Pundit’s Mailbag — Closer Look At Auditing Process May Require Rationale For Each Component Of The Audit
Jim Prevor’s Perishable Pundit, February 9, 2012
Our piece, Auditing and Food Safety, brought this note from a longtime Pundit contributor:
Bob raises a very good point. Very often, people require audits because they want things safe, because they wish to mitigate liability and because it may be required by law, regulation or clientele. Very frequently, they really don’t know what is being audited or why. They just know they need an audit.
Audit-standard developers and auditors themselves sometimes feel the need to justify their product by producing large and impressive checklists and reports, without much evidence that these individual items have much efficacy in preventing foodborne illness.
Harmonization efforts often resolve differences by simply doing more. So if audit-standard developer Smith thinks Question A is vital, and audit-standard developer Jones thinks that doesn’t matter, but Question B is essential, the resolution is often to ask both A and B and thus harmonize the standard.
The temptation is also always there to audit those things that are easy to audit and ignore those things that may be more important but are difficult or impossible to audit.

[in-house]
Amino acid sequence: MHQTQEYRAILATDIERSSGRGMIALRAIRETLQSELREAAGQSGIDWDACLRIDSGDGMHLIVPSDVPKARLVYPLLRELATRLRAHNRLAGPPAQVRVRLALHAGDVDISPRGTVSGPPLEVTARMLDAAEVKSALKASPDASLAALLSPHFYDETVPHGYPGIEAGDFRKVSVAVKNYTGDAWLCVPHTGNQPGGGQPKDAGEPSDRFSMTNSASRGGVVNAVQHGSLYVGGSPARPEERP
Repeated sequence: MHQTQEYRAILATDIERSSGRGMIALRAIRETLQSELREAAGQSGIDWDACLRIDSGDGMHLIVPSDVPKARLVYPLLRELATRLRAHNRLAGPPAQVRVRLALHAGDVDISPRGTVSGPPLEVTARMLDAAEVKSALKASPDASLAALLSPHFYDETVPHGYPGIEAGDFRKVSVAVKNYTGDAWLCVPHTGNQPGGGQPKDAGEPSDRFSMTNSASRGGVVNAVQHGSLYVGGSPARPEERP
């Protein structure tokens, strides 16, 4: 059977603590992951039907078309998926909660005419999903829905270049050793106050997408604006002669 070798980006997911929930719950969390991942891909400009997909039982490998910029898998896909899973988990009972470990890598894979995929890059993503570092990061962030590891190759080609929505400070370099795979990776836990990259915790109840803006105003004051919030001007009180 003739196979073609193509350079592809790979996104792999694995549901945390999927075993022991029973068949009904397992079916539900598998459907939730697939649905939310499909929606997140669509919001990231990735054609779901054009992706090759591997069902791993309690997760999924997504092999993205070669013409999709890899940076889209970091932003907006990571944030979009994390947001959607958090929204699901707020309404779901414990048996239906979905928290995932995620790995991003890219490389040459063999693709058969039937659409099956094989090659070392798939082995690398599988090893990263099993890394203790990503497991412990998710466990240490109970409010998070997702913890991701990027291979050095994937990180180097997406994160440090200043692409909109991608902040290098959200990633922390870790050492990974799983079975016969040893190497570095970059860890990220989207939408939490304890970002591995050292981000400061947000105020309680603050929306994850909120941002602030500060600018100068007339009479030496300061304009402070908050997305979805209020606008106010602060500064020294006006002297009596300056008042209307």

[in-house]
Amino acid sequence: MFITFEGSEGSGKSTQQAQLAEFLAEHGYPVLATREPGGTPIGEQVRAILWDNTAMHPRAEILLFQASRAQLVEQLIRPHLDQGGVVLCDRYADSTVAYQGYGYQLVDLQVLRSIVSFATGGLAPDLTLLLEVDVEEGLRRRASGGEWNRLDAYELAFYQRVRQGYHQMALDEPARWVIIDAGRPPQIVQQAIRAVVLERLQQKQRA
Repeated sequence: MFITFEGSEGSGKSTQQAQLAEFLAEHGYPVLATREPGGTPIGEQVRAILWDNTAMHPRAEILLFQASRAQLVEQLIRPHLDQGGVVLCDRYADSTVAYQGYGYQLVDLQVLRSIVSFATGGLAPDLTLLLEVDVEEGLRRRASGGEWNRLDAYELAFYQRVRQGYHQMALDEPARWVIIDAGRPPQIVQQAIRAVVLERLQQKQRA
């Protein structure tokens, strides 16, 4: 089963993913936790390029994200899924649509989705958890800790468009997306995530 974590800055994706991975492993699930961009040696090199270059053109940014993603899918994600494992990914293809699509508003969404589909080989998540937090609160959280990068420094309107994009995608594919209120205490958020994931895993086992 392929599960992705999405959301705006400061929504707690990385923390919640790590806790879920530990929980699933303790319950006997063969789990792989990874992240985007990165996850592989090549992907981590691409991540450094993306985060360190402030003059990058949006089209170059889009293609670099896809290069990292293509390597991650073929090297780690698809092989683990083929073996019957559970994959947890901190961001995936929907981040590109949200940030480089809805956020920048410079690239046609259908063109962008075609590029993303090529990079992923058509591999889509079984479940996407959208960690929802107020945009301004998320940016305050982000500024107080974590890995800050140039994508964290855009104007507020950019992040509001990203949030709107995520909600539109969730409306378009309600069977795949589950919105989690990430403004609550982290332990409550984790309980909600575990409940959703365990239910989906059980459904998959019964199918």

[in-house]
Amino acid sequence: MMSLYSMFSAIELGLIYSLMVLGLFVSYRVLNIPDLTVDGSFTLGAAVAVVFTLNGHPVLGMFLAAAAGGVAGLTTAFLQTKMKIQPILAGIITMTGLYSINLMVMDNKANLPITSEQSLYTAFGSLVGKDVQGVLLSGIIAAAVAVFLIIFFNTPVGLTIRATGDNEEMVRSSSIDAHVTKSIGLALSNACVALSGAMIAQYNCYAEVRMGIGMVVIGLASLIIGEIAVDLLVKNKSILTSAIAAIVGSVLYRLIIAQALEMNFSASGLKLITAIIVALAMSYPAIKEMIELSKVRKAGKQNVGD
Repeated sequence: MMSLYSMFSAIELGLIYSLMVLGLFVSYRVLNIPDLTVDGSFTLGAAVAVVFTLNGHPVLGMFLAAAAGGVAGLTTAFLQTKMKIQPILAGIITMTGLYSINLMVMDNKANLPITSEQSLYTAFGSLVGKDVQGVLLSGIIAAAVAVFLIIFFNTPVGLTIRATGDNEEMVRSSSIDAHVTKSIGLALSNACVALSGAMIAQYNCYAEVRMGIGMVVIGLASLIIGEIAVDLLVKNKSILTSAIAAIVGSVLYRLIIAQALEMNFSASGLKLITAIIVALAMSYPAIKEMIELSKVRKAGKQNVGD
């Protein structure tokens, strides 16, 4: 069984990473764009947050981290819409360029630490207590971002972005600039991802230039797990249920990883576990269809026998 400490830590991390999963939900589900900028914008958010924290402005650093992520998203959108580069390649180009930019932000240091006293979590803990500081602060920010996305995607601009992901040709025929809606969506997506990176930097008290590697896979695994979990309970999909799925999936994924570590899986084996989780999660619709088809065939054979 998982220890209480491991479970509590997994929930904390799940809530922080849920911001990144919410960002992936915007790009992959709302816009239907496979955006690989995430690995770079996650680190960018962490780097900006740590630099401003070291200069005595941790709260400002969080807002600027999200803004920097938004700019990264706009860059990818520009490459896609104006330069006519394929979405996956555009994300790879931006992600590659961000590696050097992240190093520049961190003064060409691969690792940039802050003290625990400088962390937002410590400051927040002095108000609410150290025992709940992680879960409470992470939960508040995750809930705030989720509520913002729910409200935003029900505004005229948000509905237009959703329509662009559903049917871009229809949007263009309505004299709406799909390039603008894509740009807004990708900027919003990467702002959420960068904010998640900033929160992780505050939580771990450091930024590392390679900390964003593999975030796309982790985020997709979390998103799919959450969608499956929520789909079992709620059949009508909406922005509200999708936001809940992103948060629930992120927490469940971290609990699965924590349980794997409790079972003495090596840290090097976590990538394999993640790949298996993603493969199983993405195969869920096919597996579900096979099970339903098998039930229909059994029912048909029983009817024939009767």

As Bob implies, the notion that every question asked on an audit is “science-based” is a bit of a stretch. There are very few controlled studies that have ever been done, and our knowledge of pathogens and their behavior is very limited, so the notion that “science” compels a 25-foot buffer zone and not a 20-foot or 30-foot buffer zone is a very hard case to make.
Of course, following the spinach crisis of 2006, there was a conscious decision to not allow the limitations of knowledge be an excuse for inaction. The thought was that the status quo was unacceptable and so we would, as an industry, have to do the best we could to improve food safety even while launching initiatives such as the Center for Produce Safety to improve the science and increase our knowledge.
Still, audits are burdensome, and it wouldn’t be a bad idea for audit-standard developers to have to publish a justification next to each question or line item. Why is this here? What will this prove? How will it enhance food safety?
The Rocky Ford cantaloupe outbreak led many to learn that audits are typically not done to determine if every possible thing that can enhance food safety has been done or even to ascertain if a facility is world-class. Audits are typically done just to confirm that some facility operates to industry standards, although the definitions here can be slippery
Making someone explain how those standards make food safer isn’t the worst idea one could proffer.
Many thanks to Bob Sanderson of Jonathan’s Sprouts for contributing to the industry discussion on this important issue.